• they have reasonable grounds for believing that arrest is necessary to protect a child or other vulnerable person. 
So  far so clear.............However when a former Chief Constable admits that she told officers to "arrest first" and investigate later when dealing with rape cases one has to be concerned.  Presumably this instruction was based on the notion that victims have always to be believed in the first instance; a policy which, thankfully, is beginning to be perceived as misguided at best and oppressive at worst.  

Such was the operating procedure of the recent incumbent as Surrey Chief Constable.  Whether or not similar orders are still operating under the new Chief of that force cannot be ascertained from its website. That former Chief Constable now heads the National Crime Agency where as is the fashion all major departments are now "commands". On May 16th she made what I presume was her policy speech  in her new post.  In her opening she included ,"How do we build public confidence and avoid appearing distant from the public? And how can we ensure that we are always acting with the public’s consent?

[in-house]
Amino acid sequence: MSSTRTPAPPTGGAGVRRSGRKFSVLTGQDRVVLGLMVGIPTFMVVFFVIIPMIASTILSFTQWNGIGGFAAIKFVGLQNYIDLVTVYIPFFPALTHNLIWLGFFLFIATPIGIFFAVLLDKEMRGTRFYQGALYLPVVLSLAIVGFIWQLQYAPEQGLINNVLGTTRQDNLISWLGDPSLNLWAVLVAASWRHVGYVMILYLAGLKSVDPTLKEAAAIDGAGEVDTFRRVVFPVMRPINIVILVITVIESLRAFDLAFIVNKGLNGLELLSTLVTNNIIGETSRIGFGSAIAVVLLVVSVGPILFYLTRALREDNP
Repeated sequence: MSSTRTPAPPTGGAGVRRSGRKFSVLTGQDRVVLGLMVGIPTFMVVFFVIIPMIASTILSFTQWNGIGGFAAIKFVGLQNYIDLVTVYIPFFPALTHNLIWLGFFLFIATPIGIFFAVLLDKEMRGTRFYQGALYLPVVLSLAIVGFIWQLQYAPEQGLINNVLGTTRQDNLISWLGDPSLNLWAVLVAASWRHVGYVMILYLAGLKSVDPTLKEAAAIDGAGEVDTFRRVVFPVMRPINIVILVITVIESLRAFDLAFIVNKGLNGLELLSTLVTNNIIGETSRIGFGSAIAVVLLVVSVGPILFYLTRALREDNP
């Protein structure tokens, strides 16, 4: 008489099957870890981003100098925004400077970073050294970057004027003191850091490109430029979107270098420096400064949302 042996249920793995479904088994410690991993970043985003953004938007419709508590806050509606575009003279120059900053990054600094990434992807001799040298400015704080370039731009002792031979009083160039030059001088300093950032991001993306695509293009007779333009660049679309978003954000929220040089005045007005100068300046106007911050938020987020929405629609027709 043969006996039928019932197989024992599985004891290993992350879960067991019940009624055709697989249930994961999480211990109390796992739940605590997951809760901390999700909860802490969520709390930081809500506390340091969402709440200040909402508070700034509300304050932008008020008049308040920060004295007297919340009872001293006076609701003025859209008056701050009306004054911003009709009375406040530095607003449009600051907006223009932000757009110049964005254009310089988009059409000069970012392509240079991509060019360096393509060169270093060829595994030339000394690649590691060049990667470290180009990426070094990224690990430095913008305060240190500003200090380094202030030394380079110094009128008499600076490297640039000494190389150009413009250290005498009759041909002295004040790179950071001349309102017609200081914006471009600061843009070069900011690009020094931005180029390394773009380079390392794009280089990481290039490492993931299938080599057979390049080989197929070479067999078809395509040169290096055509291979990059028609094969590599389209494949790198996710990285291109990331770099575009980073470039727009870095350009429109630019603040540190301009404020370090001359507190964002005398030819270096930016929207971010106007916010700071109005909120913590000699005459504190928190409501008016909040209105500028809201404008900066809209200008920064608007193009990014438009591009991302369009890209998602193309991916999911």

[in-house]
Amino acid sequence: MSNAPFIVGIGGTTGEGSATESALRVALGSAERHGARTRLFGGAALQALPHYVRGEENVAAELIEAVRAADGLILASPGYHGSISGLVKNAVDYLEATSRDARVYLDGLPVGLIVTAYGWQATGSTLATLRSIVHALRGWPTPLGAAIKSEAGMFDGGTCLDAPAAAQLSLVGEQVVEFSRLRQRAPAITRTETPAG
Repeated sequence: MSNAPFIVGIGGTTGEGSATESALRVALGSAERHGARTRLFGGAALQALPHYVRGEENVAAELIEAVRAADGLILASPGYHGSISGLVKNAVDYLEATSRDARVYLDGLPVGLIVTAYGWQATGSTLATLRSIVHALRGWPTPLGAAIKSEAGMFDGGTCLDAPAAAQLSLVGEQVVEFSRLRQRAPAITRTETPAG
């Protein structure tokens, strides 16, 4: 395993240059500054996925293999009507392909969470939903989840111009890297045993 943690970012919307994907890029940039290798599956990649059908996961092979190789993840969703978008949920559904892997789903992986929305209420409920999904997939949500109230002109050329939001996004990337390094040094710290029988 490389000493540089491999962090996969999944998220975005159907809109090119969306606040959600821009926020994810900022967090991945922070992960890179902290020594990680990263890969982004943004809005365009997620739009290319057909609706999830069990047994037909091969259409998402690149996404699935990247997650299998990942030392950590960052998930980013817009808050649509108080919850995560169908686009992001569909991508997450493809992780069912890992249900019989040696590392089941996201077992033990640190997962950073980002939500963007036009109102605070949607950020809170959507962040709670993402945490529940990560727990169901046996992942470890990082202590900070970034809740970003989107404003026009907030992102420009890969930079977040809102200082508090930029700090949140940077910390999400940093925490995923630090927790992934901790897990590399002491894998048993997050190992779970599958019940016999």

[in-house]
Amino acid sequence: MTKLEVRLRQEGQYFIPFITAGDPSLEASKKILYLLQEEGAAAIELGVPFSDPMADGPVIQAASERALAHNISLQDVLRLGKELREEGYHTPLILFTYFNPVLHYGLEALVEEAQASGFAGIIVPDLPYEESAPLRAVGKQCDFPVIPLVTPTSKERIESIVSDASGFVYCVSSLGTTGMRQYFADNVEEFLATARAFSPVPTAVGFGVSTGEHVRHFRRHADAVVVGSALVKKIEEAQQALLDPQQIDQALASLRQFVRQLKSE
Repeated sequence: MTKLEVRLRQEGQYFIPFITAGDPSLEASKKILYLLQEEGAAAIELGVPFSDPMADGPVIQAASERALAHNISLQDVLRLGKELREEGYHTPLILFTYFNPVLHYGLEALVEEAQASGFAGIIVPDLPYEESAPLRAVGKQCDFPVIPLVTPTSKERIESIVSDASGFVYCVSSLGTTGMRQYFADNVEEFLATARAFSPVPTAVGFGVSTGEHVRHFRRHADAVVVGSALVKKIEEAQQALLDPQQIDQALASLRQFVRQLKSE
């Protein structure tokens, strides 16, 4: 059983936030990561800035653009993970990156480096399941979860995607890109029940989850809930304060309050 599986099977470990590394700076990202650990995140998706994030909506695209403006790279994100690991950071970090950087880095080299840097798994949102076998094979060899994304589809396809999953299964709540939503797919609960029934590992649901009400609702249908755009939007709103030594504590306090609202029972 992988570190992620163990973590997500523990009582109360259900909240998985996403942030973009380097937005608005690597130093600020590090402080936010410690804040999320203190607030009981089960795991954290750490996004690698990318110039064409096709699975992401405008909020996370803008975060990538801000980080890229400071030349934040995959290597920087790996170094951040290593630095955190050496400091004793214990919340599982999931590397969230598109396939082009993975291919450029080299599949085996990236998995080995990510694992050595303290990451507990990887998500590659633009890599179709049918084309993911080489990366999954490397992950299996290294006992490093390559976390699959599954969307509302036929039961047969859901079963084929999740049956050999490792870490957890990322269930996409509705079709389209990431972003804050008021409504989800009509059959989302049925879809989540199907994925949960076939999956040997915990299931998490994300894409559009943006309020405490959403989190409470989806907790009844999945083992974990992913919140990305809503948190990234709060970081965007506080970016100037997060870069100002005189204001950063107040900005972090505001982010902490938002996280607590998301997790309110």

My answer to her questions would be to admit that her policy in Surrey was flawed. 

Friday, 12 August 2016


Following on from yesterday's`s post about the crown court judge who responded to a defendant`s volley of four letter insults with a backhand return worthy of the centre court at Wimbledon it appears, surprise surprise, that a complaint has been served  at the Judicial Conduct Investigations Office.  No doubt this is but the opening  in a prolonged contest.

Thursday, 11 August 2016


I have opined previously that magistrates are more likely to feel the wrath of authority for perceived minor infractions than their full time brethren.  What would happen if a J.P. swore at a defendant in court  doesn`t bear thinking about.  So it will be interesting to find out if a complaint is made to the Judicial Conduct Investigations Office concerning HH Patricia Lynch QC and her robust response at Chelmsford Crown Court in the face off what can only be described as abusive language from a low life scum.  The newspaper headlines themselves might be enough for her to be asked questions. What I do know is that if a magistrate responded similarly s/he would be lucky if the JCIO merely issued a reprimand.